OMARA: RMA ‘turned a blind eye to the activities of’ a non-RMA

According to the OMARA, the suspended RMA turned 'a blind eye to the activities of [a non-RMA], choosing to be ignorant of his conduct'. It seems that assistance by the non-RMA with skills assessment applications was considered by the OMARA to be 'immigration assistance', which only RMAs can provide.

To avoid doubt, the writer is not expressing an opinion on the conduct of the Agent or anyone else nor on the OMARA’s decision. This article is a mere extract of a decision and should not be interpreted in any other way.

The OMARA suspended the now former RMA for 12 months following 2 complaints described as follows in the OMARA's decision record:

Complaints

4. The Authority received complaints about the Agent’s conduct as a registered migration agent from Ms KYL and Ms RC on 7 and 22 August 2017 respectively.

Summary of Ms KYL’s complaint (CMP-32443):

• In May 2016, Ms KYL engaged Mr QG to assist her and her husband with their skills assessments.

• On 22 July 2016, she paid Mr QG $4274.00 for two skills assessments (assessment fee of $1087 and a service fee of $1050 for each assessment).

• Mr QG assured her that both skills assessments could be submitted with VETASSESS simultaneously.

• On 9 August 2016, she signed her skills assessment application form. (The Agent was the nominated representative for the skills assessment).

• On 16 February 2017, she received a negative skills assessment outcome.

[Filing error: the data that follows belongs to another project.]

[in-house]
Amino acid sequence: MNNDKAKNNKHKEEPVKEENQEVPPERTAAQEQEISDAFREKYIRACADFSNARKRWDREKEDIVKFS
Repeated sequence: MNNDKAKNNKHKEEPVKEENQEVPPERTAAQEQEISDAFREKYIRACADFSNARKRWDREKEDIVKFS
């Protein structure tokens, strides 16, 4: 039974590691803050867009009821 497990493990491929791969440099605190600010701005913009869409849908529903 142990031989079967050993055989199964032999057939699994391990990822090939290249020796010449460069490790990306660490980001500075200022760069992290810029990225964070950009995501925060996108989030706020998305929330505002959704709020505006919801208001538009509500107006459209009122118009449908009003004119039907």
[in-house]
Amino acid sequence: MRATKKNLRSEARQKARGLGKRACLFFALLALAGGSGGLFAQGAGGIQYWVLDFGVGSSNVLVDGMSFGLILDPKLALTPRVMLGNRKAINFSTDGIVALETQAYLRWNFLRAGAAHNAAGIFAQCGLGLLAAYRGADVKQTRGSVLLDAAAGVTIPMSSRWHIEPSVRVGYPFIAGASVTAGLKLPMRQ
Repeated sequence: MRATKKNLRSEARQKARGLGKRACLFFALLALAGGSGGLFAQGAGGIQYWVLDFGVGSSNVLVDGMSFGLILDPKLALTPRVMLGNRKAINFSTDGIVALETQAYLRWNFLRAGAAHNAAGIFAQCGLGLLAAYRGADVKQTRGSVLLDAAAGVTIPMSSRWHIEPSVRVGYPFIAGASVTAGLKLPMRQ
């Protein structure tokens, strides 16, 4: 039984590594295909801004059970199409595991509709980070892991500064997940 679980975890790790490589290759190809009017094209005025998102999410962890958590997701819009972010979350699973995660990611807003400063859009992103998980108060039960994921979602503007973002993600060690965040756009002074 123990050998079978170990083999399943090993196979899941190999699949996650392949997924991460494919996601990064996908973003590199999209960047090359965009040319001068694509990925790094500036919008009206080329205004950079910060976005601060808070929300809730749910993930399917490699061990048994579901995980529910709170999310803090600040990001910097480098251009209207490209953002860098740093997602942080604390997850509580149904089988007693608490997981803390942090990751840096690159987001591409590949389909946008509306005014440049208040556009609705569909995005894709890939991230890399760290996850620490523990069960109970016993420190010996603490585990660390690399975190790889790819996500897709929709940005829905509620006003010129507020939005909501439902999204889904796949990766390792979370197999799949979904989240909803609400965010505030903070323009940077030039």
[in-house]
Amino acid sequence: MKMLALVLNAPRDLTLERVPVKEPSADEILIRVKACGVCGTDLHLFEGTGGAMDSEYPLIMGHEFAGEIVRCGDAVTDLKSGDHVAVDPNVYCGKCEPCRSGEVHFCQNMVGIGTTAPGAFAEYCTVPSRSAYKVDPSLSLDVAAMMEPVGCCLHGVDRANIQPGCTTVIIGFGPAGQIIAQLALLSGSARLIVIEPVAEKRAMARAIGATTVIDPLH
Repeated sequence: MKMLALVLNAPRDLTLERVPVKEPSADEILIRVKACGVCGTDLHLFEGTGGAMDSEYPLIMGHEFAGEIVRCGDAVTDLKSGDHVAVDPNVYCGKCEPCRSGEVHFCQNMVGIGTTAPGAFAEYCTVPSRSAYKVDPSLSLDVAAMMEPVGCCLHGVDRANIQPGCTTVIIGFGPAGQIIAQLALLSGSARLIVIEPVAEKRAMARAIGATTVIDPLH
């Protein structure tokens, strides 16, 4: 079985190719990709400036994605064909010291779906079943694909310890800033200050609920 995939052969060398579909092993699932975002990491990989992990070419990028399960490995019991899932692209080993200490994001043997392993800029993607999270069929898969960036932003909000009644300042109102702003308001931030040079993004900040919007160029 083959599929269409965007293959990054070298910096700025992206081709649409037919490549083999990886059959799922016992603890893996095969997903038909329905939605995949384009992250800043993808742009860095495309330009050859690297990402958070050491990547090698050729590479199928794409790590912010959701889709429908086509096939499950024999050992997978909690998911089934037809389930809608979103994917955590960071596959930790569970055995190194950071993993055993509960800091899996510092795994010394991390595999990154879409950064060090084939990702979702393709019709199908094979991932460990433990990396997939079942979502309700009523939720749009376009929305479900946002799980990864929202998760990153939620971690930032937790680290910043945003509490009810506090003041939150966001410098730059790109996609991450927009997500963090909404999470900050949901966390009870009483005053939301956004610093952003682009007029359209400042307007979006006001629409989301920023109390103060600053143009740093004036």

• Despite multiple attempts, to date, she has been unable to obtain her husband’s skills assessment outcome or a refund of the application fee.

Summary of Ms RC’s complaint (CMP-32710j

• Ms RC was introduced by a friend to Mr QG, who claimed to be “an experienced and professional migration solicitor”.

* Mr QG guaranteed employer sponsored migration and said Ms RC would be required to pay the sponsor an amount of $100 000 and obtain the required IELTS test scores. He reassured her that he could get her a visa to enter Australia within 6 months. In addition, he guaranteed to refund the money if the application was not successful.

• On 25 October 2015, she signed a blank 956 Form and authorised Mr QG to apply for a subclass 457 visa. She paid Mr QG a total of $46,160, including a deposit of $35,000 and $2000 for ‘the solicitor’.

• In January 2016, she obtained the required IELTS results, resigned from her job and was preparing to migrate to Australia. In August 2016, she received a job offer from the sponsor.

• On 17 October 2016, Mr QG informed her that the nomination was refused. He denied promising to provide a refund if the application was unsuccessful.

* Mr QG was no longer contactable and Ms RC later found out that Mr QG is not a registered migration agent.

• Ms RC had deposited $2000 into the Agent’s account, and sought his assistance to recover her money from Mr QG. The Agent advised her (through her friend) that he had no knowledge of what Mr QG had done in her case.

In summary, the OMARA found as follows (emphasis added): ...

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